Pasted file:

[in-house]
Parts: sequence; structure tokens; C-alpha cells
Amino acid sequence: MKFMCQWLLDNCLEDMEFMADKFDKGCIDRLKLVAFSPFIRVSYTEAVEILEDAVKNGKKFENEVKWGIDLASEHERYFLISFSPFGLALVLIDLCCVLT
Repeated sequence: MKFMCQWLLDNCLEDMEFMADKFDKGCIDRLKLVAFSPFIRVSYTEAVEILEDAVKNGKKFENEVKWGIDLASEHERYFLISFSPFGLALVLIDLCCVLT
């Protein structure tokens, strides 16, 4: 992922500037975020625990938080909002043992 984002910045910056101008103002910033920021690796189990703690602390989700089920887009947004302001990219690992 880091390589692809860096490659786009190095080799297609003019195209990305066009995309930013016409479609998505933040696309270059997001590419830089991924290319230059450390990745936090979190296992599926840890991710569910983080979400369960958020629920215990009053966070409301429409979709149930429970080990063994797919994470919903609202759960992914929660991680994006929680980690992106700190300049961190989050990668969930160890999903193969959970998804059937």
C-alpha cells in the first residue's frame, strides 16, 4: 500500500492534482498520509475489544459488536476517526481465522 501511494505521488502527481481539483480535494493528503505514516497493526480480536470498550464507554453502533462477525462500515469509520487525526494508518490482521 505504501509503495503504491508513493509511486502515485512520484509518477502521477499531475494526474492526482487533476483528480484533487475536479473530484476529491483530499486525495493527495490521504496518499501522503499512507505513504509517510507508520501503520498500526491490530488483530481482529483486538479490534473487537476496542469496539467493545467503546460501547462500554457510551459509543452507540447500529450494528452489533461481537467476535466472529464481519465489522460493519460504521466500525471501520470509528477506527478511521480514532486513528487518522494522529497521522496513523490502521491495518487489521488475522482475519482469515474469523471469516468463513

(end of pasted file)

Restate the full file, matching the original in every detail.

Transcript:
[in-house]
Parts: sequence; structure tokens; C-alpha cells
Amino acid sequence: MKFMCQWLLDNCLEDMEFMADKFDKGCIDRLKLVAFSPFIRVSYTEAVEILEDAVKNGKKFENEVKWGIDLASEHERYFLISFSPFGLALVLIDLCCVLT
Repeated sequence: MKFMCQWLLDNCLEDMEFMADKFDKGCIDRLKLVAFSPFIRVSYTEAVEILEDAVKNGKKFENEVKWGIDLASEHERYFLISFSPFGLALVLIDLCCVLT
């Protein structure tokens, strides 16, 4: 992922500037975020625990938080909002043992 984002910045910056101008103002910033920021690796189990703690602390989700089920887009947004302001990219690992 880091390589692809860096490659786009190095080799297609003019195209990305066009995309930013016409479609998505933040696309270059997001590419830089991924290319230059450390990745936090979190296992599926840890991710569910983080979400369960958020629920215990009053966070409301429409979709149930429970080990063994797919994470919903609202759960992914929660991680994006929680980690992106700190300049961190989050990668969930160890999903193969959970998804059937």
C-alpha cells in the first residue's frame, strides 16, 4: 500500500492534482498520509475489544459488536476517526481465522 501511494505521488502527481481539483480535494493528503505514516497493526480480536470498550464507554453502533462477525462500515469509520487525526494508518490482521 505504501509503495503504491508513493509511486502515485512520484509518477502521477499531475494526474492526482487533476483528480484533487475536479473530484476529491483530499486525495493527495490521504496518499501522503499512507505513504509517510507508520501503520498500526491490530488483530481482529483486538479490534473487537476496542469496539467493545467503546460501547462500554457510551459509543452507540447500529450494528452489533461481537467476535466472529464481519465489522460493519460504521466500525471501520470509528477506527478511521480514532486513528487518522494522529497521522496513523490502521491495518487489521488475522482475519482469515474469523471469516468463513